The Maroon

LIT Conference

Tess Rowland

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While many of their classmates were catching up on sleep and attempting to avoid Super Bowl weekend, 70 Loyola students gathered in the Danna Center on Saturday to discuss empowerment, self care and personal growth at the Learning, Innovating and Transforming Conference.

“The goal of this conference is to help Loyola students develop a solid groundwork to grow into professionals and leaders of social change,” said Margaux Schexnider, student coordinator for the event. “It is organized and run by student leaders at Loyola with the goal of helping their peers explore all the different facets of social justice.”

The day consisted of three blocks: the business block, the social-justice block and the self-care block. Within those blocks, students chose from different workshops.

Within the business block, students could choose between talks about LinkedIn, becoming a professional and giving short ‘elevator’ speeches.

Beth Shirley, business management sophomore, discussed the “do’s” and “don’ts” of LinkedIn through good and bad examples of bios, photographs and resumes, as well as importance of finding a good job.

Music therapy junior Kris Bradley said this presentation helped her.

“I have a LinkedIn profile, but I haven’t really done much with it,” Bradley said. “This presentation gave me what I needed to start to effectively use my profile.”

Business analytics junior Kaitlin Stutts and popular and commercial music senior Laura Prado led the discussion about becoming the “ultimate professional” by giving tips on how to dress for an interview and explaining the difference between casual and business casual.

The session ended with a small group activity in which participants were given a character trait and occupation and asked to relate how the character trait could be applied to the profession.

The reason behind the activity was that “interviews for jobs are becoming less about your experience and more about who you are as an individual,” Stutts said.

Next, came the social justice block consisting of workshops such as “Hip Hop/Rap as a Social Movement” discussing the meaning behind rap, “Building and Breaking Down Walls” discussing both walls in relationships and current border patrol and “Just Walk with Me” defining privilege and how it affects individuals.

The Building and Breaking down Walls workshop was taught by Angelyss Vasquez, Synae Soriano and Catherine Novella of Loyola’s Organization of Latin American Students.

They first asked the group why people build walls and how it could impact a person’s life.

“People often build walls to protect themselves from being hurt,” said Anna Falotico, theatre arts freshman.

This related to the current political climate in the United States as the question still remains if President Trump’s Wall will actually be built. A video was played showing the separation of families at the border.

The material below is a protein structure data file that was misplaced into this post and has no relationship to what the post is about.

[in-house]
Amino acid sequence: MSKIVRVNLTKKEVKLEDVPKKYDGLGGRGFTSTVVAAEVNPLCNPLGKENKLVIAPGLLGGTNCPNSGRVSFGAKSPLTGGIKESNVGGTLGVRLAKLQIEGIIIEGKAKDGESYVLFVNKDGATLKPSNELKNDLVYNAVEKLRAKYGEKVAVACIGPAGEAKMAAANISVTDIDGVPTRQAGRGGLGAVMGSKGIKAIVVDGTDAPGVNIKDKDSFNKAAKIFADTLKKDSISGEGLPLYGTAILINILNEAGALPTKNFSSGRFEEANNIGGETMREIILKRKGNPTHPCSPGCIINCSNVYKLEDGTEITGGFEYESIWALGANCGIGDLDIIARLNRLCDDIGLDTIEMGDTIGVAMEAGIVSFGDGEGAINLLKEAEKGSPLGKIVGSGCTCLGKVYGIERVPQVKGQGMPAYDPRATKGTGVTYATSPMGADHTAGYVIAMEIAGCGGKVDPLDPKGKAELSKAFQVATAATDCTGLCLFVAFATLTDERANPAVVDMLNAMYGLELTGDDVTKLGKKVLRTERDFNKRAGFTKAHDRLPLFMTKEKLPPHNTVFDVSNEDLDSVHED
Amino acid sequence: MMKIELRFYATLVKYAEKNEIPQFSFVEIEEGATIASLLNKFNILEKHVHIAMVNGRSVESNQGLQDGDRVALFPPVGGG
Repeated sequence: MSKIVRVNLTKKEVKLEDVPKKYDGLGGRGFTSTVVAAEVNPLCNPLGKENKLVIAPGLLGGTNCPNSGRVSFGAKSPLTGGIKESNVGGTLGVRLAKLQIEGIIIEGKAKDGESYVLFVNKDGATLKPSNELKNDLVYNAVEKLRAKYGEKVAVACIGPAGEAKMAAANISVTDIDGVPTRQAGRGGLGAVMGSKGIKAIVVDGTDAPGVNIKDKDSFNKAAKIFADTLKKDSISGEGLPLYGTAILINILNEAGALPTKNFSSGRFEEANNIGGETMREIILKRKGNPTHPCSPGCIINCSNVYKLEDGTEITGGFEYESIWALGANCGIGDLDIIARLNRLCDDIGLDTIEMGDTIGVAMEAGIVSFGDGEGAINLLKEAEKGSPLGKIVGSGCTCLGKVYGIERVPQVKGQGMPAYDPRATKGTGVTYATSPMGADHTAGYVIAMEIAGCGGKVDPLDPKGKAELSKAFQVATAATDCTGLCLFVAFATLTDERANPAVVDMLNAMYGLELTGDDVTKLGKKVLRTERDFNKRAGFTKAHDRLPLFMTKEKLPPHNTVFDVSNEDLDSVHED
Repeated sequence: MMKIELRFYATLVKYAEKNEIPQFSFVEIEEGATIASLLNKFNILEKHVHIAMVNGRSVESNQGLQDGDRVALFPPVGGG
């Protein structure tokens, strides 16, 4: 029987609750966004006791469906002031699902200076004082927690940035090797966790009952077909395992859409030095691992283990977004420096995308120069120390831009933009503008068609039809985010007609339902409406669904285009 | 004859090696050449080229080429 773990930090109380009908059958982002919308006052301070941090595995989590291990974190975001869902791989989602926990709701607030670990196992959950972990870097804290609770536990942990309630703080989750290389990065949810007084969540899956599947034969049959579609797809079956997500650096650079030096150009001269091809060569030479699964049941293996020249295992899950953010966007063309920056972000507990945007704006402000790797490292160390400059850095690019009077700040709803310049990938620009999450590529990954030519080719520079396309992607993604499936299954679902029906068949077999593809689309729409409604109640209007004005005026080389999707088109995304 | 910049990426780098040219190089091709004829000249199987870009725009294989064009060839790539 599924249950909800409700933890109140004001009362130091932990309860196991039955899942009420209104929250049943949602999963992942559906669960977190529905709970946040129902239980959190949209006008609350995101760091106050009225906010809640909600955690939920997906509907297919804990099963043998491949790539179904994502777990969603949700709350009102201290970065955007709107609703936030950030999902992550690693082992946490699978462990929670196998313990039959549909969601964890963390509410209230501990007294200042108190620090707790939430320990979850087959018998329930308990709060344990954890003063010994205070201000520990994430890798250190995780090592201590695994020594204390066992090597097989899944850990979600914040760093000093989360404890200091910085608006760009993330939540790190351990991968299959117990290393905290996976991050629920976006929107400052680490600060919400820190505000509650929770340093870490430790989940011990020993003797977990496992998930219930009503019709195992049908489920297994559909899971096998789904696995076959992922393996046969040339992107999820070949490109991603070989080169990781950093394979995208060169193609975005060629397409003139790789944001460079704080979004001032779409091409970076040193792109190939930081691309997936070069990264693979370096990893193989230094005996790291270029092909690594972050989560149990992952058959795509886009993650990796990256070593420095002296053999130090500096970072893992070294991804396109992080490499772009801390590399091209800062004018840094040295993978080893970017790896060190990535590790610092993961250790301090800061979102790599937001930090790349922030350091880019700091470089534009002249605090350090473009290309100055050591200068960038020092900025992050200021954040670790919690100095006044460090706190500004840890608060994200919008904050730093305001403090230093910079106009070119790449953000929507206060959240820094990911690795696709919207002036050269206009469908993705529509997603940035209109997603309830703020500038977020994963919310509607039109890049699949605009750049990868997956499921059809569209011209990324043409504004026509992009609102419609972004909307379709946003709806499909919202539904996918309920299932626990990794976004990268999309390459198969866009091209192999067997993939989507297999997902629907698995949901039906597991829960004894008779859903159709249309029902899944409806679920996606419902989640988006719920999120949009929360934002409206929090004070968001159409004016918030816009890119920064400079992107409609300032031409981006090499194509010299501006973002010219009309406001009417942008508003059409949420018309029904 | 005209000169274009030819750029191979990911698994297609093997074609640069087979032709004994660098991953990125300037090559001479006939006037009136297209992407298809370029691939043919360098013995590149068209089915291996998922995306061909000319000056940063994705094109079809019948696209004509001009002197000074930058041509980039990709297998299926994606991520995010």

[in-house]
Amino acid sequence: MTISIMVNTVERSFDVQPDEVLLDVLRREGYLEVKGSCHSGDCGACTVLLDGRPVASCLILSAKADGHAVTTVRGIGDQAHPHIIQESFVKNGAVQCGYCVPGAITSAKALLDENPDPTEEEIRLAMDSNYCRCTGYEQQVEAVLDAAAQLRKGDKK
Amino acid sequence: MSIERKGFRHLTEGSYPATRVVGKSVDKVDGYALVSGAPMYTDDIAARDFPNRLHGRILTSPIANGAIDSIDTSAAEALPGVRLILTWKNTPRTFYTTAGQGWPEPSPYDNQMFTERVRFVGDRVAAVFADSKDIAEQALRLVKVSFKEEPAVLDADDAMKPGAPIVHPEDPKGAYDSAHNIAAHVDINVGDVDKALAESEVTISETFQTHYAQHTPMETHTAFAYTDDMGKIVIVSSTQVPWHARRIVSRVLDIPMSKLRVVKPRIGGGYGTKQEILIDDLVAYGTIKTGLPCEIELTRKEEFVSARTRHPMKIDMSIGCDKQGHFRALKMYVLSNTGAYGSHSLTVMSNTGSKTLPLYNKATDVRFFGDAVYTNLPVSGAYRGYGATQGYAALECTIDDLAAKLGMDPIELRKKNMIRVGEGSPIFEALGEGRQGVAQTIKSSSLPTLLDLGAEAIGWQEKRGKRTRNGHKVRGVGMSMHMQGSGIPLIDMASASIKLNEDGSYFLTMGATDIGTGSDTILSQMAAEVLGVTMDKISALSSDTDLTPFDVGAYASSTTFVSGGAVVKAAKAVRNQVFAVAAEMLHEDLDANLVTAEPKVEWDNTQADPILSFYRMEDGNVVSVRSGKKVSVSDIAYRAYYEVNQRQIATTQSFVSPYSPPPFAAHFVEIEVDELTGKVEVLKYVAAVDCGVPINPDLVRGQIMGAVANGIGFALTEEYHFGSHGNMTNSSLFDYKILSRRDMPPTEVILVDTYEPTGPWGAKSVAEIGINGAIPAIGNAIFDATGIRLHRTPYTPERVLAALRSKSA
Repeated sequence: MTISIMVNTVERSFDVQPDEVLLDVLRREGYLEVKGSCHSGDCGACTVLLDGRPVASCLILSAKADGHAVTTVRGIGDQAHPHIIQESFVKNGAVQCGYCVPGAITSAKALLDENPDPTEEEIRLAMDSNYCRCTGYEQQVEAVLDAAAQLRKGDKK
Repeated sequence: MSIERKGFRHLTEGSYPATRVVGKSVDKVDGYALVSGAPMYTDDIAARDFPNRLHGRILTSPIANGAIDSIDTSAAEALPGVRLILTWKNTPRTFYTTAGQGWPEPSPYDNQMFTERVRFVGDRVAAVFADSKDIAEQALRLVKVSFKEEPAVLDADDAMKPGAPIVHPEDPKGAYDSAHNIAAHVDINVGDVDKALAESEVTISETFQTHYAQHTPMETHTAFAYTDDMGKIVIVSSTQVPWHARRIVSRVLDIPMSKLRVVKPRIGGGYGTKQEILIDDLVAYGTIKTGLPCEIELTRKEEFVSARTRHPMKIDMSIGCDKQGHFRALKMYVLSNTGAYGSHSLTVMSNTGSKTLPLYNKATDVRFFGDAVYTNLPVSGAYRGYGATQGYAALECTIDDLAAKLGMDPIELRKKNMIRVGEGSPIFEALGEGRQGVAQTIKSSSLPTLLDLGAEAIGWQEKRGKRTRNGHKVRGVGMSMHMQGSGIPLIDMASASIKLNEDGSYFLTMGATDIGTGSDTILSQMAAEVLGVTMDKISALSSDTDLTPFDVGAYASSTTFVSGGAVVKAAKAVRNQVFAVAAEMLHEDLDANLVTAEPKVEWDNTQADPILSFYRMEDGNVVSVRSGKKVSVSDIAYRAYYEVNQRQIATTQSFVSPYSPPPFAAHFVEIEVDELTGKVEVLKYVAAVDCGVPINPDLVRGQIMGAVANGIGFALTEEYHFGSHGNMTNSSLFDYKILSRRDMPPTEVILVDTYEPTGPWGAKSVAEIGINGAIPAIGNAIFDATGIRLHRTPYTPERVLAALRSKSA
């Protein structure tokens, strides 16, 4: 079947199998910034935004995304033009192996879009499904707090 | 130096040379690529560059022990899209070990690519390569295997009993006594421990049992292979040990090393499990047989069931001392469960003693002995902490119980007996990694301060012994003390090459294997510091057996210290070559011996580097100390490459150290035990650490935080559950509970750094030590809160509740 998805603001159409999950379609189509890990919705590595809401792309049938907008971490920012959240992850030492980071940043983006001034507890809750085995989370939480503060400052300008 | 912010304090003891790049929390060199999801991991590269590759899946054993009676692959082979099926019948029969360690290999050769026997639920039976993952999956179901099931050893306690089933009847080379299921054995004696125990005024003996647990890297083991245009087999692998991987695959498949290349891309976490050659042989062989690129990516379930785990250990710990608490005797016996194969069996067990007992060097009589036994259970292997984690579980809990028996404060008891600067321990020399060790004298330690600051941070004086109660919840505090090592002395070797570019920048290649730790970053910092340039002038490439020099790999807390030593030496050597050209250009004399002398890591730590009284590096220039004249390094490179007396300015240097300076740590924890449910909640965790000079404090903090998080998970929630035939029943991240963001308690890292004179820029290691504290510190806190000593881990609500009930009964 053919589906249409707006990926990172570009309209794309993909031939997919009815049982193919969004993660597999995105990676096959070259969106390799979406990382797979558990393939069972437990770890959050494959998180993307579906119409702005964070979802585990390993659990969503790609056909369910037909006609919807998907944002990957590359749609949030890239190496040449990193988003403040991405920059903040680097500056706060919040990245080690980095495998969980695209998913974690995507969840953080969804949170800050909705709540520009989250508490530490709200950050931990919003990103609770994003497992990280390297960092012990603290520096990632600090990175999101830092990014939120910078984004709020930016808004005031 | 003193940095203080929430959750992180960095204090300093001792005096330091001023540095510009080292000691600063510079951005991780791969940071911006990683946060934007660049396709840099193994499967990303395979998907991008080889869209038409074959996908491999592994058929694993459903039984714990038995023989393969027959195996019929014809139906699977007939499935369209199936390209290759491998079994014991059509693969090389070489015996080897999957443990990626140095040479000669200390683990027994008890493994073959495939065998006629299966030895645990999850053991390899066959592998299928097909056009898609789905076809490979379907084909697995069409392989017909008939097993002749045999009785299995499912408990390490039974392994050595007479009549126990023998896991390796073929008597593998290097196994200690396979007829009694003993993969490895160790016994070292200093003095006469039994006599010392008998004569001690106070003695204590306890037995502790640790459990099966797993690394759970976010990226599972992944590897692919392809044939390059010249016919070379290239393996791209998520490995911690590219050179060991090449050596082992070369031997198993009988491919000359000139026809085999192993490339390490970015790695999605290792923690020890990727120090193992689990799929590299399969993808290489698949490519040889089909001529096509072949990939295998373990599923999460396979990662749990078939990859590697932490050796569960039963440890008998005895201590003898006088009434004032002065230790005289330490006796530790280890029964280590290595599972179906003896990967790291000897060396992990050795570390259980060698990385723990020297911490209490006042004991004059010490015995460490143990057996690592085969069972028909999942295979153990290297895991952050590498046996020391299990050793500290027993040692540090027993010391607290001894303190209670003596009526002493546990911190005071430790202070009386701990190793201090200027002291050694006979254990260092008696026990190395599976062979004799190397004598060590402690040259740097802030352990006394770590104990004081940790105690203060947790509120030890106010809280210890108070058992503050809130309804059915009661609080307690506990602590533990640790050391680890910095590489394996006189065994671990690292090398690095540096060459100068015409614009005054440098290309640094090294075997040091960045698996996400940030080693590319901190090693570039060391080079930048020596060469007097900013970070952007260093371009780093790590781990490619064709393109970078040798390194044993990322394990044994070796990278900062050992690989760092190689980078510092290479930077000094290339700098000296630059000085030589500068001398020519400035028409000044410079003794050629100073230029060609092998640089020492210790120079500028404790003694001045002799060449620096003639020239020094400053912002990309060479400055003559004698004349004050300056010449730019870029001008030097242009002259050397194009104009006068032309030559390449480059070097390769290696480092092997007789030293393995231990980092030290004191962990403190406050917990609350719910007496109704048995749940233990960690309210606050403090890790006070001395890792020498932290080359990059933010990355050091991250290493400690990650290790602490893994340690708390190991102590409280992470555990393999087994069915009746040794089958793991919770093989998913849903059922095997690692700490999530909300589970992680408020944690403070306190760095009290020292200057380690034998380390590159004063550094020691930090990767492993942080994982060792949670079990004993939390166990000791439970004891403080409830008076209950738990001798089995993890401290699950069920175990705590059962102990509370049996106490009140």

The question that was then posed was, “Did your opinion of the wall change?”

“It didn’t change it became a bigger and harsher symbol of separation and trauma,” said Falotico.

The point was to get students to “think critically and become passionate about the world around us and become an agent of change, just as Ignatius Loyola once did,” said Angeles Vasquez, biology freshman.

During lunch, keynote speakers came to talk to students and host a panel. Speakers included former public defender William Snowden, Mehtap Kandara, David W. Robinson-Morris, director of corporate and foundation relations at Xavier University as well as other prominent community leaders.

The group discussed challenges of being a minority in the workplace, how to overcome self-doubt and how to find direction in times of defeat and despair.

“I remember going to court and entering through the attorney entrance dressed in professional attire and being told I should enter through the front as this was the attorney entrance. Two of my female white colleagues had entered just before me in street clothes as they were not going to court. I was told to enter through the front entrance because this individual seemingly thought I was not an attorney based upon my appearance and my complexion,” Snowden said.

Many others on the panel shared similar experiences and audience members voiced their support through snaps and claps during the speakers’ testimonials.

“You have to realize you won’t fit everywhere and the biggest obstacle between you and personal success can sometimes be yourself,” Robinson-Morris said.

Kandara, co-founder of Kandara, LLC which sells used toys, discussed prejudices she faces daily as a Muslim business woman in Louisiana, and what still motivates her to keep striving for greatness.

“Don’t let others’ preconceived notions and assumptions define you. You define yourself through your actions, through your actions and work,” said Kandara.

The final block of the conference consisted of self care discussions about everything from vision boards to yoga.

“Self care is important because you must maintain balance and harmony to achieve your goals and not be overwhelmed,” said Alexis Moore, biology sophomore.

Schexnieder said she hopes that students learned valuable lessons from their time at the conference.

“We hope to inspire students to use the new knowledge they learned to take steps to not only become leaders at school, but also in the community around them,” Schexneider said.

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LIT Conference